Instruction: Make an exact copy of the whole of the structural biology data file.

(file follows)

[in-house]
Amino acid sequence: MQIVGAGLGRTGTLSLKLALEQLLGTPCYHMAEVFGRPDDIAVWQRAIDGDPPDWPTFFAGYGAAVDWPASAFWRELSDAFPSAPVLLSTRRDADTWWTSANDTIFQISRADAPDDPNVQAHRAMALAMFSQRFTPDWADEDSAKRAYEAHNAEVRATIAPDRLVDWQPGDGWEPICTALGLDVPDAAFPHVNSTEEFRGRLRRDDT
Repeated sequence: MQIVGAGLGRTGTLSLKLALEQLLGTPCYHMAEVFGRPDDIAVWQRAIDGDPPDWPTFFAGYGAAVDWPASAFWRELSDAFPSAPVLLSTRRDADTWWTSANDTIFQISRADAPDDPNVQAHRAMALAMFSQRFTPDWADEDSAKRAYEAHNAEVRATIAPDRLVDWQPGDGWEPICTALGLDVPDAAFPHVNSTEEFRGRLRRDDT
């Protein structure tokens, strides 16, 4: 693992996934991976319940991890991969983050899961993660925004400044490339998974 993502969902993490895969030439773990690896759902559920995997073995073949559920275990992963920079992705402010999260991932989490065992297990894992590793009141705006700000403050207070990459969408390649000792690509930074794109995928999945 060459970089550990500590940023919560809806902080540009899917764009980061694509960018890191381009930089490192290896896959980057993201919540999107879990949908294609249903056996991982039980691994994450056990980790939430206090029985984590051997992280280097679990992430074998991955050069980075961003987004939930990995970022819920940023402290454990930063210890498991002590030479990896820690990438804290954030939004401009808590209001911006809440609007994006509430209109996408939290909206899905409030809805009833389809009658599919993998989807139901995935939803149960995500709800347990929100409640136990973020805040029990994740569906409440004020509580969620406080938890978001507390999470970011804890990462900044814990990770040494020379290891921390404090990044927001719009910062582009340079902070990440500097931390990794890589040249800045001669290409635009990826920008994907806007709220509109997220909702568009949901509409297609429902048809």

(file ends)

[in-house]
Amino acid sequence: MQIVGAGLGRTGTLSLKLALEQLLGTPCYHMAEVFGRPDDIAVWQRAIDGDPPDWPTFFAGYGAAVDWPASAFWRELSDAFPSAPVLLSTRRDADTWWTSANDTIFQISRADAPDDPNVQAHRAMALAMFSQRFTPDWADEDSAKRAYEAHNAEVRATIAPDRLVDWQPGDGWEPICTALGLDVPDAAFPHVNSTEEFRGRLRRDDT
Repeated sequence: MQIVGAGLGRTGTLSLKLALEQLLGTPCYHMAEVFGRPDDIAVWQRAIDGDPPDWPTFFAGYGAAVDWPASAFWRELSDAFPSAPVLLSTRRDADTWWTSANDTIFQISRADAPDDPNVQAHRAMALAMFSQRFTPDWADEDSAKRAYEAHNAEVRATIAPDRLVDWQPGDGWEPICTALGLDVPDAAFPHVNSTEEFRGRLRRDDT
């Protein structure tokens, strides 16, 4: 693992996934991976319940991890991969983050899961993660925004400044490339998974 993502969902993490895969030439773990690896759902559920995997073995073949559920275990992963920079992705402010999260991932989490065992297990894992590793009141705006700000403050207070990459969408390649000792690509930074794109995928999945 060459970089550990500590940023919560809806902080540009899917764009980061694509960018890191381009930089490192290896896959980057993201919540999107879990949908294609249903056996991982039980691994994450056990980790939430206090029985984590051997992280280097679990992430074998991955050069980075961003987004939930990995970022819920940023402290454990930063210890498991002590030479990896820690990438804290954030939004401009808590209001911006809440609007994006509430209109996408939290909206899905409030809805009833389809009658599919993998989807139901995935939803149960995500709800347990929100409640136990973020805040029990994740569906409440004020509580969620406080938890978001507390999470970011804890990462900044814990990770040494020379290891921390404090990044927001719009910062582009340079902070990440500097931390990794890589040249800045001669290409635009990826920008994907806007709220509109997220909702568009949901509409297609429902048809």